Guilty verdict in beating death
A jury of seven men and five women found Darby Frickey Jr. guilty of second-degree murder after about 45 minutes of deliberations.
Frickey was charged with beating Mark Berthelot to death on Oct. 5, 2011.
Jurors returned the verdict at about 12:40 p.m. today.
The prosecution rested its case late Wednesday afternoon and then Robby Gill, one of Frickey’s two attorneys, introduced a 2006 admittance record from Leonard J. Chabert Medical Center in Houma before closing the case for the defense.
The document showed Berthelot arrived at the hospital by ambulance in an altered mental state after ingesting methamphetamines. Gill did not explain to the jurors the significance of the document. But, during the past two days he repeatedly painted Berthelot as an unstable, dangerous meth user and distributor.
After lunch, Mary Manhein director of FACES Laboratory at LSU testified that Berthelot’s jaw had been spit in two and his skull shattered in many places. The Forensic Anthropology and Computer Enhancement Services provide identification services for law enforcement.
Berthelot supporters, some crying on the shoulders of each other, watched as Manheim went through photographs projected on a screen of the decayed body and pictures of his skull in bits and pieces.
Frickey did not look at the photographs at first, but eventually he began to glance toward the photos.
There were multiple instances of blunt force trauma, Manhein said. She presented a diagram reproduction of the skull showing dozens of fractures and pieces missing.
St. Mary Parish Coroner Dr. Francis Metz Jr. said at least three or four of the indentions in the skull would have been fatal — “inconsistent with life.” He was about 90 percent certain the slit throat was “inconsistent with life.” He said he did not have enough information to determine what specific action caused the death.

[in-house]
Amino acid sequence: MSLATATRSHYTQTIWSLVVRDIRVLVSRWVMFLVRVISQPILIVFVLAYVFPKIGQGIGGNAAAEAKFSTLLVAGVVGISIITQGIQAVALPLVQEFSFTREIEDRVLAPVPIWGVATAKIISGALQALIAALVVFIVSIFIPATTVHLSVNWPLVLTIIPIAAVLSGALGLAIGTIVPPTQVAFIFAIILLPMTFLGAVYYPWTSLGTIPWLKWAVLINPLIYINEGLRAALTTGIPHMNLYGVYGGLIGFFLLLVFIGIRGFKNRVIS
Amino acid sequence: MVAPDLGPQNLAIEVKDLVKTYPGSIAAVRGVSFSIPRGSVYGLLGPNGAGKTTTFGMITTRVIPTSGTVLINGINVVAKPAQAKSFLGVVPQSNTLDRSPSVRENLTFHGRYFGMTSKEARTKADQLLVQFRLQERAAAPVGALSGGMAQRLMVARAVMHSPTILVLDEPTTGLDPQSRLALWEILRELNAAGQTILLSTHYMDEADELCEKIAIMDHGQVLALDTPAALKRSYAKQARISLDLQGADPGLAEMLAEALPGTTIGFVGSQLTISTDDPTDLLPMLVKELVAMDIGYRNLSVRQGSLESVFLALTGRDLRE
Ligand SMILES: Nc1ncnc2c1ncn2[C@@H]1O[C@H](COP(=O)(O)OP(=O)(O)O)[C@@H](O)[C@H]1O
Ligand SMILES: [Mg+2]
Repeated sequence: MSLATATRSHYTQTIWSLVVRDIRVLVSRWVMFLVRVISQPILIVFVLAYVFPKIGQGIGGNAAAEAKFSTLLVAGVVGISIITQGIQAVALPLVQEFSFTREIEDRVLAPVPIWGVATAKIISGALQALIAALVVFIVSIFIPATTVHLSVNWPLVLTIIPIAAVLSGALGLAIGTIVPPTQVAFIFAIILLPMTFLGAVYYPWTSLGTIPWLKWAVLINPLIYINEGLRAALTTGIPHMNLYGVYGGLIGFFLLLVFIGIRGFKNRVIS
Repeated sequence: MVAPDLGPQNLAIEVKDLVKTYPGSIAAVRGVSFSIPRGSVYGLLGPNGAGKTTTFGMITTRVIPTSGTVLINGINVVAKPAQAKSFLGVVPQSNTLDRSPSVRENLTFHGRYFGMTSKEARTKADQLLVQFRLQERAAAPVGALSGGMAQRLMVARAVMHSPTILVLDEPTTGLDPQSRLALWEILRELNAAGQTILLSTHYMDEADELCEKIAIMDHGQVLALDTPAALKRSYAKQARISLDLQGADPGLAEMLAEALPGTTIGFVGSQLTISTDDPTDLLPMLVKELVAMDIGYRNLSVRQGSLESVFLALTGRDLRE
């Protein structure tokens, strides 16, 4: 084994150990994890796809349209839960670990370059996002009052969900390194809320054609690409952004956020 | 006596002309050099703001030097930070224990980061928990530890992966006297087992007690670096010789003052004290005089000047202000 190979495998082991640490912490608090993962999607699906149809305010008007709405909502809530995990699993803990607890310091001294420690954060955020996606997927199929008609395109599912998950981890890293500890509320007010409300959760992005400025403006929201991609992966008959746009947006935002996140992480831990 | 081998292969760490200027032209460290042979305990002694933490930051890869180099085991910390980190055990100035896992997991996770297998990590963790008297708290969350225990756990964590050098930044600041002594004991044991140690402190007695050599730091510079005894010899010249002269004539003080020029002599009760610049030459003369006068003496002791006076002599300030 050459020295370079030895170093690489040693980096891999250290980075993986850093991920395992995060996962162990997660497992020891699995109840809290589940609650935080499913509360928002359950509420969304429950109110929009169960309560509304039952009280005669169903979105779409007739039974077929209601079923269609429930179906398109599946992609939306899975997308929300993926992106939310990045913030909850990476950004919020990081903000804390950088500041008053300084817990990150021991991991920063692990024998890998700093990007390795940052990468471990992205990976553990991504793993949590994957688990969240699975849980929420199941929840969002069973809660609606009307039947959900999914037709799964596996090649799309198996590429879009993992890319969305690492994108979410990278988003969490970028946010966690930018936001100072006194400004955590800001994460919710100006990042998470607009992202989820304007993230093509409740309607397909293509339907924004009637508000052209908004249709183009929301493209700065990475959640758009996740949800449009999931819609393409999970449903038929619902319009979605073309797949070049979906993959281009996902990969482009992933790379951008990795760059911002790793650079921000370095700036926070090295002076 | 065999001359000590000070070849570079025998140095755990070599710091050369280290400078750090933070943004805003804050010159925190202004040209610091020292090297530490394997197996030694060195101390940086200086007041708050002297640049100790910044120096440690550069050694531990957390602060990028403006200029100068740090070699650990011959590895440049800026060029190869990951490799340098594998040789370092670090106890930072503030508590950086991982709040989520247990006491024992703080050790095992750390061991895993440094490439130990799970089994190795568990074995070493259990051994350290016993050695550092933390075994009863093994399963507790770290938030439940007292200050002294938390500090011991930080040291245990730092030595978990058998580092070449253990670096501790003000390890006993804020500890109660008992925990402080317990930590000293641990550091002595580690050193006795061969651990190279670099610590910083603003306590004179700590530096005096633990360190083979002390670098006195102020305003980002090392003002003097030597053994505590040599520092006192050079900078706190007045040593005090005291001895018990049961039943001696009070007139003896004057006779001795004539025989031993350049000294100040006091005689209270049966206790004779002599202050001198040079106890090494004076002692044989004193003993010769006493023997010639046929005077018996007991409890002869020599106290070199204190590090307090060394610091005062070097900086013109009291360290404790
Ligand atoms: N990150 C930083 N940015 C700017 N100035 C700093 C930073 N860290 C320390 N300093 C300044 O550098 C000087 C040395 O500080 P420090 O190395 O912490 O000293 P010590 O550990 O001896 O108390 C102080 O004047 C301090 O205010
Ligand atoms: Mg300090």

Earlier in the morning, Jeff Conerly testified Frickey offered him drugs and asked him to help dispose of the body. With Conerly on the stand, Assistant District Attorney Anthony Saleme played an audio interview of Conerly conducted by St. Mary Parish Sheriff Capt. Jonathan Booth on Dec. 6, the day after Frickey confessed to the killing.
Conerly said in the interview that he was scared of the 150-pound Frickey who had a gun in the house, but despite “freaking out” he helped Frickey put the victim’s corpse into the ice chest, which was eventually found by sugar cane farmers on Nov. 18, 2011, near Centerville.
Conerly’s version of how he was told the killing occurred differed from Frickey’s confession. He said Frickey picked up an iron rod before entering the house and killed Berthelot while he lay sleeping on the couch.
Saleme played Frickey’s second statement made on Dec. 5 after he was charged with second-degree murder. In that statement he confessed to killing Berthelot out of fear for his life.
Frickey said in the recorded statement that he had been ordering Berthelot out of his home for a while. He came home from work for lunch on the day of the killing and found Berthelot still in his house and they argued and began to fight.
“He lost his mind and he swung at me,” Frickey said of Berthelot. He said had the punch landed, he would have been “hospitalized then and there.”
Frickey said he kicked Berthelot a couple times and then “way-laid” him with a stainless steel pipe.
“I just lost it ... I just snapped,” Frickey said as he hit Berthelot 15 to 20 times with the pipe. Then to make sure he was dead, he slit Berthelot’s throat, he said in the statement.
“I was scared he would live and it would be worse on me,” Frickey told Booth in the statement. “After I hit him like two or three times, I knew if I didn’t finish him it would be signing my death warrant ... Either him or his family would come after me.”
Frickey told Booth that Conerly “caught me red-handed” trying to put the corpse in the ice chest and he convinced Conerly to help him.
Conerly said, “I was tripping out and I am trying to think cool but the whole time I was scared to death,” he said in the recorded interview as he spoke of helping Frickey.
Booth said no promises were given to Conerly before or after the statement. Booth said he did not charge Conerly due to Conerly talking about the nightmares he had over the issue and believing Conerly helped Frickey because he was afraid something might happen to him if he did not.
After closing arguments are presented this morning, the judge will give the jury instructions on what options they have available for sentencing, including any that may be less than second-degree murder.